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Day 232 – ‘Bombing’ The Pyramids

11th May 2012

sunny

We’d been casually delaying our trip to the pyramids given that every day we were able to see them from afar anyway. But no trip to Egypt would be complete without a visit to the famous tombs. We arrived early as we didn’t want to lose out on a ticket that allowed us to enter the mighty Pyramid of Cheops.

Up close the pyramids were a spectacle. They were immense, their silhouette outlined in a billion minds and it would seem everyone from Napoleon through the British Army and two million tourists a year (pre-revolution) had visited these huge stone tombs. Up close they’re too big to appear three dimensional; walls of rugged sand blown stone blocks, each four or five foot high, disappear towards the sky as your mind tells your body not to try and climb them. (Napoleon climbed them.) These huge organised piles of stone have financed an entire world that lives around them; drinks and snacks sellers, tissue sellers, postcards, head scarves, statues, guides, horse and camel owners providing transport and photo opportunities who offer ever decreasing ‘best prices’ as tourists walk by.

The latter was sad to see. So many animals were without work and whilst some looked the healthier for it; others looked less so. We’d decided to walk and take our time and so carriages would have to wait. Our eagerness had been masked with a feigned nonchalance which had made Somers’ victory of being first in the queue all the sweeter. The Indian tour guide with a hundred and thirty-five thousand followers; each woman with a digital SLR camera and each man with HD video recorder (for us it was vice versa) would have to wait. I’d parked Redvers in the first car park I’d come across whilst Laura was acquiring tickets. Since we were the first through the gates we headed straight for the pyramids of Cheops and went inside. The first narrow tunnel led to a second that climbed upwards, it was a very narrow tunnel at that; as we crouched, our backs rubbed along the wall above and our heads were lowered towards our knees. We were the first in and much to our entertainment found that there was a nine or ten second echo. The pyramid was empty bar for the remains of the stone sarcophagus and an air conditioning unit that’s been smashed into place next to one of the original air shafts. Apparently there was another chamber in which they have found a secret door. Archaeologists have passed fibre optic cameras through the door to reveal an even more secret door and behind that well they won’t tell us, but the guidebook said the discovery would be very exciting. For now we were alone, in a small and narrow tunnel inside a big and empty pyramid.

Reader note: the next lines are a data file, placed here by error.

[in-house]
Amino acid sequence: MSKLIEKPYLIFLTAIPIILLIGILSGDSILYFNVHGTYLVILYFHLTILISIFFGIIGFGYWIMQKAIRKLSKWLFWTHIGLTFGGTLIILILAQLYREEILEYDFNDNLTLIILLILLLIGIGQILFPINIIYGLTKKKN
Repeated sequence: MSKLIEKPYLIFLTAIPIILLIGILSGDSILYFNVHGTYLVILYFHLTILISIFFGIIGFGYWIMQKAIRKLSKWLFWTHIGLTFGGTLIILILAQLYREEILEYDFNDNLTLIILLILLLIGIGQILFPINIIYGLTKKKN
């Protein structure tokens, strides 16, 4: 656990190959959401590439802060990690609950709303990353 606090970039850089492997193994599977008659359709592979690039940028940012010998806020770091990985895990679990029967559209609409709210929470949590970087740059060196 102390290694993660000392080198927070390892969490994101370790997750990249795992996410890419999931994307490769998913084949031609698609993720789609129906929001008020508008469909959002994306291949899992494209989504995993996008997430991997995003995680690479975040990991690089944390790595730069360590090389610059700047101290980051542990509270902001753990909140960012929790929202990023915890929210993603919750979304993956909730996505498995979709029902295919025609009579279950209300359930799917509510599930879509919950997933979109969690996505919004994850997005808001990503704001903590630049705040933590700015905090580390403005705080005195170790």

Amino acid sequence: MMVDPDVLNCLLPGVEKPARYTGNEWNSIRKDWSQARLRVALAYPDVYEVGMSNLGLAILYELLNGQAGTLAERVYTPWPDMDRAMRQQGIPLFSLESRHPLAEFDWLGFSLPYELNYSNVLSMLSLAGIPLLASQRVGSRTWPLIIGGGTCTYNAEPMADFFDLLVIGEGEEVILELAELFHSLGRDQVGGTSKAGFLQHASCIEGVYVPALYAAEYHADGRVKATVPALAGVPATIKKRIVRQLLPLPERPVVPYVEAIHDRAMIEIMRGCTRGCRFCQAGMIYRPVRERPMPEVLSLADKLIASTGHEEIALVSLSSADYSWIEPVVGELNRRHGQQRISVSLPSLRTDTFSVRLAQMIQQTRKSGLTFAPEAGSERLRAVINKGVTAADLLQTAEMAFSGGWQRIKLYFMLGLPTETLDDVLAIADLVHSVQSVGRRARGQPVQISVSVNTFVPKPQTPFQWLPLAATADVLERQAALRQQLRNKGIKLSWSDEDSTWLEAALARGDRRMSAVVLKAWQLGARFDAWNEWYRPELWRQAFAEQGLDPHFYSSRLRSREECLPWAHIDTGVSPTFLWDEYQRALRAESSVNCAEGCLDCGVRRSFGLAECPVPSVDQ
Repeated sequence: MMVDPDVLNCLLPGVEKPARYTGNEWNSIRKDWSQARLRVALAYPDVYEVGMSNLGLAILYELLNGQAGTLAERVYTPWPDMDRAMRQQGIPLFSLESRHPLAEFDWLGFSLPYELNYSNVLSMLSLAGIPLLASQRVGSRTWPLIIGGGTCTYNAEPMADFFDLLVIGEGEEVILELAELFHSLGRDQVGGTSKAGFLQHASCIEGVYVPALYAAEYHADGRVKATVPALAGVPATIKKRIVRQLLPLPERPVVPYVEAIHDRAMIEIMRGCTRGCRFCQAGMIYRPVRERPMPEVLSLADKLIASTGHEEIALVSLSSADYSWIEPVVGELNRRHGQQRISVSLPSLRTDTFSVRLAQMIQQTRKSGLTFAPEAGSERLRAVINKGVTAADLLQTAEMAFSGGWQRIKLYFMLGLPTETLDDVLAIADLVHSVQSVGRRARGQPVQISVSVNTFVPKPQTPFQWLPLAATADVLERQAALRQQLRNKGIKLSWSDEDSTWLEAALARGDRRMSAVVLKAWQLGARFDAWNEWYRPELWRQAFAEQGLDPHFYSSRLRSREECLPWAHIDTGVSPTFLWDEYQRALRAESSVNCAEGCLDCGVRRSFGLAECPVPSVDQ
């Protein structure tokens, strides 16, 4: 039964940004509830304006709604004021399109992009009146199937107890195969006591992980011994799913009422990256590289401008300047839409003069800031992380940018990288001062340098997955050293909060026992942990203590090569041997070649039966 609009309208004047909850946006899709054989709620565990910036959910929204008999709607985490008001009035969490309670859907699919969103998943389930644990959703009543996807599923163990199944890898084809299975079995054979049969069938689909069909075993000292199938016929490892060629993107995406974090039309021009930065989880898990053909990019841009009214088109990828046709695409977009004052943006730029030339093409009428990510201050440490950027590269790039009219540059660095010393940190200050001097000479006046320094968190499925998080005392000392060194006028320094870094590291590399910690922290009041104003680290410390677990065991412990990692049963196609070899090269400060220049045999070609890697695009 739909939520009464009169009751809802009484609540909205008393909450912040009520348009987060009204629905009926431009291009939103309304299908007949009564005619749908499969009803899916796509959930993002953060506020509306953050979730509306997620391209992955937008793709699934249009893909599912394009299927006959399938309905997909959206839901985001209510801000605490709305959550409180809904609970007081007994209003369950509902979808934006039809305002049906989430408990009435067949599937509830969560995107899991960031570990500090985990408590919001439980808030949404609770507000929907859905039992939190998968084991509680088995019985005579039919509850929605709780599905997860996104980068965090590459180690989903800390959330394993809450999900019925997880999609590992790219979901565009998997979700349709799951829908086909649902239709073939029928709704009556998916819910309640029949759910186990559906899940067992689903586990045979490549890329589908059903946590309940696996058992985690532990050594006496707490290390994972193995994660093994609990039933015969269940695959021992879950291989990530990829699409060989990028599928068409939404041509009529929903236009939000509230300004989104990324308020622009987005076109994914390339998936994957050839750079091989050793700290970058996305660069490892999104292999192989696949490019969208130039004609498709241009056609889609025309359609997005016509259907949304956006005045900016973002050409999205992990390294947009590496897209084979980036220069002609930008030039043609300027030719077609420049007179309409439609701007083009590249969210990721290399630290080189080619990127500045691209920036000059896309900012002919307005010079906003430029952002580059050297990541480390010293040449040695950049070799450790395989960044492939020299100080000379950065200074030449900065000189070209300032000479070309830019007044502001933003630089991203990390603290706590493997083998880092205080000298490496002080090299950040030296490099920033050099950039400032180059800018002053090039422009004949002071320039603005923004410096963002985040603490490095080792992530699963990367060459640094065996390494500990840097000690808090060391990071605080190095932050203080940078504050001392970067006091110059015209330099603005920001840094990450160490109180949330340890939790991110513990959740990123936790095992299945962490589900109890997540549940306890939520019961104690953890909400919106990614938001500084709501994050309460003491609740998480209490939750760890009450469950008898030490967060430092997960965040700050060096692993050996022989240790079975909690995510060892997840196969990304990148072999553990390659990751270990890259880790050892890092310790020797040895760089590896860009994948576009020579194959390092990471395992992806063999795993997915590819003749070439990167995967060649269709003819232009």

Once inside the pyramids compound we’d realised that actually, lots of cars were allowed in and tourists were driving all over the site. Accordingly I ran back to get Redvers so that we could get him in and get some close up pictures in front of the Sphinx and the Pyramids. What we hadn’t reckoned on was the security. I pulled over to have Redvers searched and the security guard told me that the diesel in the roof top jerry cans could be used to make a bomb. My smile turned to a grimace when I realised he was serious and I told him to sit down and have a cup of tea whilst I poured the fuel into Redvers’ tank. But he had a look in his eye that would find a reason to say no and he asked to see what was in the back. The beaten up gas cylinder was of course another bomb. Three and half kilograms of butane was just about enough to give two people a third degree burn. I offered to make his tea on the stove to prove it was a standard cylinder. But he didn’t look like he wanted tea much so I asked why he didn’t arrest me for possession of two bombs. He smiled and told me that they weren’t real bombs. He finished with a flourish by telling me I’d been parked illegally and would have to park outside the gates if I wanted to go back in.

We found the Sphinx on foot; the nose less, chinless, human headed lion who has endured bullets from the target practice of the Mamlukes and Napoleons soldiers as well as four and a half thousand years of sand blasting from the desert winds. It has been a show of power for the pharaohs that commissioned it, a symbol of British Military pride after their victories in Egypt, (the soldiers that fell at the defeat at Isandlwana in Kwa Zulu Natal in South Africa wore golden sphinxes on their lapels.) It was also the British that took the Sphinx’s chin for the British Museum. We like everyone else spent around an hour posing and ‘kissing’ the sphinx, cuddling it, riding it, making it ‘wear’ our sunglasses and generally doing all we could to look stupid before it. We were bloody good at it too.

Posted by ibeamish 04:29 Archived in Egypt

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